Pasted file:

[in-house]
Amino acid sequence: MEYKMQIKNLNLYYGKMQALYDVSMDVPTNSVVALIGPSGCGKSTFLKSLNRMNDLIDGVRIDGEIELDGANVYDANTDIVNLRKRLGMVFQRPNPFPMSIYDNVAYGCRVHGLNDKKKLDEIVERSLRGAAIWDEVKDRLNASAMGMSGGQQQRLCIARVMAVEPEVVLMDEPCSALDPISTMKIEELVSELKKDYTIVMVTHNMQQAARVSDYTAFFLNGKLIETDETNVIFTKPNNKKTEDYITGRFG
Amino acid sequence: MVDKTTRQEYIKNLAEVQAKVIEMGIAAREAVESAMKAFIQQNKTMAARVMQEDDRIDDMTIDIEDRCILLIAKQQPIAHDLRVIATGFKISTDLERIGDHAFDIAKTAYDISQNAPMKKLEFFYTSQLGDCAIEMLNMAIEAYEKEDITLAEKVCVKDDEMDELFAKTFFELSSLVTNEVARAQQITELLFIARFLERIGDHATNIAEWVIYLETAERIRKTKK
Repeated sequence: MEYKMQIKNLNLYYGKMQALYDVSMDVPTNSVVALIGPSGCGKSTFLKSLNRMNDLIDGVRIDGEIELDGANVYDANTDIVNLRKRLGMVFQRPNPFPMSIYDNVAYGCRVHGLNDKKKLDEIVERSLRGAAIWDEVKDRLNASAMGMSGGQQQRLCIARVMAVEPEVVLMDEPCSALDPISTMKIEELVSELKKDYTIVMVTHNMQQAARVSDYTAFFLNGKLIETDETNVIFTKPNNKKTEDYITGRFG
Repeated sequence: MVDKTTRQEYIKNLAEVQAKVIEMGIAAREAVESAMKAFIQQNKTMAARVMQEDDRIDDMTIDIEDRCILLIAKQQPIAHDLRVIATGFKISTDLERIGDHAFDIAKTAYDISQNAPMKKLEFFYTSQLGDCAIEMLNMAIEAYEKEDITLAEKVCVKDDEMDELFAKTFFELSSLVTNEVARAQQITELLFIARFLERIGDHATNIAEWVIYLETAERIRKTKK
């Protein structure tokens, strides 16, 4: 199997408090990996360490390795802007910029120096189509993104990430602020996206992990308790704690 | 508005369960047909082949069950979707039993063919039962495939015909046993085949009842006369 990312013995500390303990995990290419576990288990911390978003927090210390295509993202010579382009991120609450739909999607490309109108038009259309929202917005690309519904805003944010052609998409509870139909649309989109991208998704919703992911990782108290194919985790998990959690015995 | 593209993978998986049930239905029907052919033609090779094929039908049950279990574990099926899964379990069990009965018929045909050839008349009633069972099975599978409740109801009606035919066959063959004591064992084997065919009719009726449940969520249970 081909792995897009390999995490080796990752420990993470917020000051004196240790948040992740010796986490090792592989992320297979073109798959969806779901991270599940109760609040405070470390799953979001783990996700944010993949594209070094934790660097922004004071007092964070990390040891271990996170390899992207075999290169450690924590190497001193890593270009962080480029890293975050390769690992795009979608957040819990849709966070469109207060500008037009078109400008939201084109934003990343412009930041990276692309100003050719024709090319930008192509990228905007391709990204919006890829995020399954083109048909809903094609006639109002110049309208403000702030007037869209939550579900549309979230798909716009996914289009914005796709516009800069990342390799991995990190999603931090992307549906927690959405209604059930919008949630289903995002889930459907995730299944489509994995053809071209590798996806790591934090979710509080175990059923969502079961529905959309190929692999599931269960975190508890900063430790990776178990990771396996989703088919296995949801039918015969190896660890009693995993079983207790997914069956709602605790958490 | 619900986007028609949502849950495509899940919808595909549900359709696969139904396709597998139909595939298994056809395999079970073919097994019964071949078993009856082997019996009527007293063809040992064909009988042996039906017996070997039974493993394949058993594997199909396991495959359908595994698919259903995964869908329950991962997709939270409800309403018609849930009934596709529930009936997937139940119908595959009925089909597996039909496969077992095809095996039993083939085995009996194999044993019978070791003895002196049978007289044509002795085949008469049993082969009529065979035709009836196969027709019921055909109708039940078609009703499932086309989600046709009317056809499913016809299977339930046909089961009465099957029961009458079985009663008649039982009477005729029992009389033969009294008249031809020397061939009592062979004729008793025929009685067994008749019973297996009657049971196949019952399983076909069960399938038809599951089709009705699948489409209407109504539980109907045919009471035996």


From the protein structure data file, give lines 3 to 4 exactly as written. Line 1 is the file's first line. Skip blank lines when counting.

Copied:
Amino acid sequence: MVDKTTRQEYIKNLAEVQAKVIEMGIAAREAVESAMKAFIQQNKTMAARVMQEDDRIDDMTIDIEDRCILLIAKQQPIAHDLRVIATGFKISTDLERIGDHAFDIAKTAYDISQNAPMKKLEFFYTSQLGDCAIEMLNMAIEAYEKEDITLAEKVCVKDDEMDELFAKTFFELSSLVTNEVARAQQITELLFIARFLERIGDHATNIAEWVIYLETAERIRKTKK
Repeated sequence: MEYKMQIKNLNLYYGKMQALYDVSMDVPTNSVVALIGPSGCGKSTFLKSLNRMNDLIDGVRIDGEIELDGANVYDANTDIVNLRKRLGMVFQRPNPFPMSIYDNVAYGCRVHGLNDKKKLDEIVERSLRGAAIWDEVKDRLNASAMGMSGGQQQRLCIARVMAVEPEVVLMDEPCSALDPISTMKIEELVSELKKDYTIVMVTHNMQQAARVSDYTAFFLNGKLIETDETNVIFTKPNNKKTEDYITGRFG